Microsoft is aiming for the Edge rendering engine that will be used in Windows 10's "Project Spartan" web browser to be a "clean slate" compared to the older Trident engine that's available for Internet Explorer.
Jacob Rossi, the senior engineer for Microsoft's web platform team, wrote a somewhat technical article on the Edge engine for the Smashing Magazine site. He stated the current version of Internet Explorer, IE11, supports many modern web standards but its Trident engine also has to deal with legacy support for sites that use older standards. The web platform team wanted to have the Edge engine use the modern standards of IE11 without the burden of legacy issues. Rossi stated:
"In the coming months, swathes of IE legacy were deleted from the new engine. Gone were document modes. Removed was the subsystem responsible for emulating IE8 layout quirks. VBScript eliminated. Remnants like attachEvent, X-UA-Compatible, currentStyle were all purged from the new engine. The codebase looks little like Trident anymore (far more diverged already than even Blink is from WebKit). What remained was a clean slate. A modern web platform built with interoperability and standards at its core. From there, we began a major investment in interoperability with other modern browsers to ensure that developers don't have to deal with cross-browser inconsistencies."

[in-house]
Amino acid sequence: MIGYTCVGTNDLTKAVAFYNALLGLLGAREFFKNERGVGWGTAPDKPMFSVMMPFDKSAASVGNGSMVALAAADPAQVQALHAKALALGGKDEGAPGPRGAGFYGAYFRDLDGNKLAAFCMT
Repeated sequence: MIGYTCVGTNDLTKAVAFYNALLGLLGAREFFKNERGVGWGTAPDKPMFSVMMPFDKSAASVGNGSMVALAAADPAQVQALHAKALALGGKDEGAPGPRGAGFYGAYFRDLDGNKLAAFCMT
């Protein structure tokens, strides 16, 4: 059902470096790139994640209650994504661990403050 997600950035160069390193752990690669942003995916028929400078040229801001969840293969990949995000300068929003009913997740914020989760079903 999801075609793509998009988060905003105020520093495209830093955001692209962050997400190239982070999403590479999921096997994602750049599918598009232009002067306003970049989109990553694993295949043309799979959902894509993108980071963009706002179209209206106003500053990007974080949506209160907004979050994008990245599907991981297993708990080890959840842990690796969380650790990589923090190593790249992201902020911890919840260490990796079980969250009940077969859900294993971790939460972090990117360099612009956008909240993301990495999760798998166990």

While Project Spartan itself is not available yet in the current 9926 preview build of Windows 10, the new Edge engine can be enabled for its version of Internet Explorer. But what about all those old web sites that might not work with Spartan and Edge? Rossi wrote:
"Internet Explorer will be made available on Windows 10 for some enterprise web applications that require a higher degree of backward compatibility. This version of Internet Explorer will use the same dual-engine approach as Spartan with EdgeHTML the default for the web, meaning developers won't need to treat Internet Explorer and Spartan differently and our standards roadmap will be the same.
Microsoft is currently conducting online surveys to determine the final and official name for the browser.
Source: Smashing Magazine
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